I had the honor of a brief conversation with Jeff Masters last night. As I anticipated the admiration was non-mutual. He’s not a close follower of the climoblogosphere and had not heard of me. But I had the chance to ask him if really thought the weather was “going haywire”; I specifically used that informal old midwesternism. He said that he had seen nothing before to compare with the anomalous weather patterns of the past two years. I doubt there is a much closer observer of the day-to-day meanderings of the atmosphere than Jeff Masters.
But there is no formal definition of “haywire”; all we can say is that this parameter or that one is outside natural variability, or isn’t, or is indeterminate. Certainly we are no longer seeing an undisturbed climate, and certainly much bigger things are to come.
Meanwhile, the Republican party has been claimed, for present purposes, by the lunatic fringe of the climate world, led in large measure by the more toxic climate blogs. The consequences are nicely summarized in an article on The National Journal. It’s longish and worthwhile. The most memorable of several memorable bits, for me, was this:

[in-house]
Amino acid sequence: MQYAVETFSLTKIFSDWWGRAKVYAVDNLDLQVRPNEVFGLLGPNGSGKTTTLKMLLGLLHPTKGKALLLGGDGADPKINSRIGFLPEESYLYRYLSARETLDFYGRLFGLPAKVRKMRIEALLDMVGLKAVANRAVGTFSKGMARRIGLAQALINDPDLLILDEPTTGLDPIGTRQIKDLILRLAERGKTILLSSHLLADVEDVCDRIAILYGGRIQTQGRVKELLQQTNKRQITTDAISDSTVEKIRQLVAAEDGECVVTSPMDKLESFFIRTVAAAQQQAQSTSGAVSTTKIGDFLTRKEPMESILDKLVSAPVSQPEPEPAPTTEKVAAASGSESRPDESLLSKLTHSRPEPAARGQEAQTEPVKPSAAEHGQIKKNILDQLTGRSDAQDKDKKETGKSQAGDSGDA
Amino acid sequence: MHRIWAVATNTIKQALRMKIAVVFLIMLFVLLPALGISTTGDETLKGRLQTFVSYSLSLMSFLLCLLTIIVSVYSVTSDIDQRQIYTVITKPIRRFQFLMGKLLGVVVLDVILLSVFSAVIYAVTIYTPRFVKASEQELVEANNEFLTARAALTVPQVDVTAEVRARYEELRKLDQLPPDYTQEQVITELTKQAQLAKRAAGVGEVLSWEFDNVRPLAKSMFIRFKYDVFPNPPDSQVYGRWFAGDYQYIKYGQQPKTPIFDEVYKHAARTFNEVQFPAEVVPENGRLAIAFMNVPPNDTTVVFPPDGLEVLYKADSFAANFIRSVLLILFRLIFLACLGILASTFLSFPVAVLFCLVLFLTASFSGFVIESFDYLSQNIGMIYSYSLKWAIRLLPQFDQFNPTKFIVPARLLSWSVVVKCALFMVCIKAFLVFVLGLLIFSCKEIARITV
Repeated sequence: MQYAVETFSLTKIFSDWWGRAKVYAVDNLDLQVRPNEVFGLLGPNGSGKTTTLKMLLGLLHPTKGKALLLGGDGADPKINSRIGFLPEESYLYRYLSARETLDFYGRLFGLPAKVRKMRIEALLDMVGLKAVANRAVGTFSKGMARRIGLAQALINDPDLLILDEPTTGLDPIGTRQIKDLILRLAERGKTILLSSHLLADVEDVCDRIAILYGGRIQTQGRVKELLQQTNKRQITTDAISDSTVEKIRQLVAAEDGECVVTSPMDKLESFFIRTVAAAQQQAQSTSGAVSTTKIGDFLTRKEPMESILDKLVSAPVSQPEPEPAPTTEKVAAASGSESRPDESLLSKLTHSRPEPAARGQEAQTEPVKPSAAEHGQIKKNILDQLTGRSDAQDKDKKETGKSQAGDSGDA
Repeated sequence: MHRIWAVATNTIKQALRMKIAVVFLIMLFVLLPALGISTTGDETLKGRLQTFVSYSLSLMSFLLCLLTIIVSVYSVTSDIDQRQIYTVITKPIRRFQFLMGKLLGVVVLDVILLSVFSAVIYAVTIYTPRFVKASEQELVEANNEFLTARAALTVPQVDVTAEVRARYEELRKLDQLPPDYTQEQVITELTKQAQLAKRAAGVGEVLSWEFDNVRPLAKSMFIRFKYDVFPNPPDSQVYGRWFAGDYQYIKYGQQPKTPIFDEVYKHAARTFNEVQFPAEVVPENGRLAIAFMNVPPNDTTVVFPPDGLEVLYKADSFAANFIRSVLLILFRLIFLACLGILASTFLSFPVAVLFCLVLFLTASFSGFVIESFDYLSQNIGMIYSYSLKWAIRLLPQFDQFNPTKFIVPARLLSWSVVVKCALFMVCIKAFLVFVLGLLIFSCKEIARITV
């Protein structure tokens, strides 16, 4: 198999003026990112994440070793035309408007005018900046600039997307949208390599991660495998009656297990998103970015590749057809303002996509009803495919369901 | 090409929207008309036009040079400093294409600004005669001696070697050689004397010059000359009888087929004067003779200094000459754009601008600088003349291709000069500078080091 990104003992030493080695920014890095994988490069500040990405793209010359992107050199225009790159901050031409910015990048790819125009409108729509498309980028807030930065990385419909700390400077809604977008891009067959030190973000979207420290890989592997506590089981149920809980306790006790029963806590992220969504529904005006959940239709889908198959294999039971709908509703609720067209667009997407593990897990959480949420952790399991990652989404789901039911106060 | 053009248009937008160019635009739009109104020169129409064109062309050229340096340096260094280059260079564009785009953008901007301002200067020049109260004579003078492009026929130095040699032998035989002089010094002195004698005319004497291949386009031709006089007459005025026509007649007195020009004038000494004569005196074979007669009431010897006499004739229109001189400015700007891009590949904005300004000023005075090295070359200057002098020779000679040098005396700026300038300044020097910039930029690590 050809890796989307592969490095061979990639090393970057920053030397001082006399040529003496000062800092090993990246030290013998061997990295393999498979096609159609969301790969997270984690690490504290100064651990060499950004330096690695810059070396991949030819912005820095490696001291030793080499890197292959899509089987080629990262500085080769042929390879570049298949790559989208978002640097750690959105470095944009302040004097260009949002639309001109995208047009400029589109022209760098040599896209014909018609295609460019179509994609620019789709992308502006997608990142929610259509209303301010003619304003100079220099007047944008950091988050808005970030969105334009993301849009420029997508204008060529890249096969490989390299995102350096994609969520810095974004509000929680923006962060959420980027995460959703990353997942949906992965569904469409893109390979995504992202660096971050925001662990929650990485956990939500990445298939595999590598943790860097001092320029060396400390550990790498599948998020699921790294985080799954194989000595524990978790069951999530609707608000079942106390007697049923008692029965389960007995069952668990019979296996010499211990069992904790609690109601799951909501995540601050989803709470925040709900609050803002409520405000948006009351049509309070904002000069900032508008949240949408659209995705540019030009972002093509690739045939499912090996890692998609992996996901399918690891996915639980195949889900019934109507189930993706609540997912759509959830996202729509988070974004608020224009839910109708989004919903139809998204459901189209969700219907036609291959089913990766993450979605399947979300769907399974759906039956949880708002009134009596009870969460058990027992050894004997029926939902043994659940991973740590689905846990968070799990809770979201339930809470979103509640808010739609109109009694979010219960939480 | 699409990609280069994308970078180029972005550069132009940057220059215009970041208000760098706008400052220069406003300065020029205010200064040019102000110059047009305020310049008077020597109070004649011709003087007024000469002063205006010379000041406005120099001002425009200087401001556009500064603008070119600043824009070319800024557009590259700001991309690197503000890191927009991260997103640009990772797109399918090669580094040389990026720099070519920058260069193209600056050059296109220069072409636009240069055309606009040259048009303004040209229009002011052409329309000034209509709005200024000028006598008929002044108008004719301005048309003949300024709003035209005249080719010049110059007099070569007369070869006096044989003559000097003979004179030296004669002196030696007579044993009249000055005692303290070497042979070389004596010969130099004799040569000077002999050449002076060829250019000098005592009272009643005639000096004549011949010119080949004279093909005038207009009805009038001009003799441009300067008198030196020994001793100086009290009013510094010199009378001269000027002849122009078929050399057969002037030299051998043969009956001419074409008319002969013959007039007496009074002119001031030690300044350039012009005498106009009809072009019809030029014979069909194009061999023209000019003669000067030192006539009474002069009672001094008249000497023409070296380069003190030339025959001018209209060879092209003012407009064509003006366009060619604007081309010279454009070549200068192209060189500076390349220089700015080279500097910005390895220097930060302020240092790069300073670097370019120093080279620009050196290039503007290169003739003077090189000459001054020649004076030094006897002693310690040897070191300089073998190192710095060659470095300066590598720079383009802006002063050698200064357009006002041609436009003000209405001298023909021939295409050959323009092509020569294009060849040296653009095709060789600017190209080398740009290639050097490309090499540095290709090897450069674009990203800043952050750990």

Tim Phillips, president of Americans for Prosperity, says there’s no question that the influence of his group and others like it has been instrumental in the rise of Republican candidates who question or deny climate science. “If you look at where the situation was three years ago and where it is today, there’s been a dramatic turnaround. Most of these candidates have figured out that the science has become political,” he said. “We’ve made great headway. What it means for candidates on the Republican side is, if you … buy into green energy or you play footsie on this issue, you do so at your political peril. The vast majority of people who are involved in the [Republican] nominating process—the conventions and the primaries—are suspect of the science. And that’s our influence. Groups like Americans for Prosperity have done it.”
Unfortunately, most people haven’t yet understood the rule yet. Science comes first, discomfort sometimes follows, and politicization arises from well-funded circles who are inconvenienced.
The scientific community does not have the capacity to run this backwards. And that is why the “contrived phony messes” don’t go away. The contrivance and the backlash and the politicization are all of a piece, all parts of the same thing. Your best bet is to go back a year or two before the controversy and see what the science said then.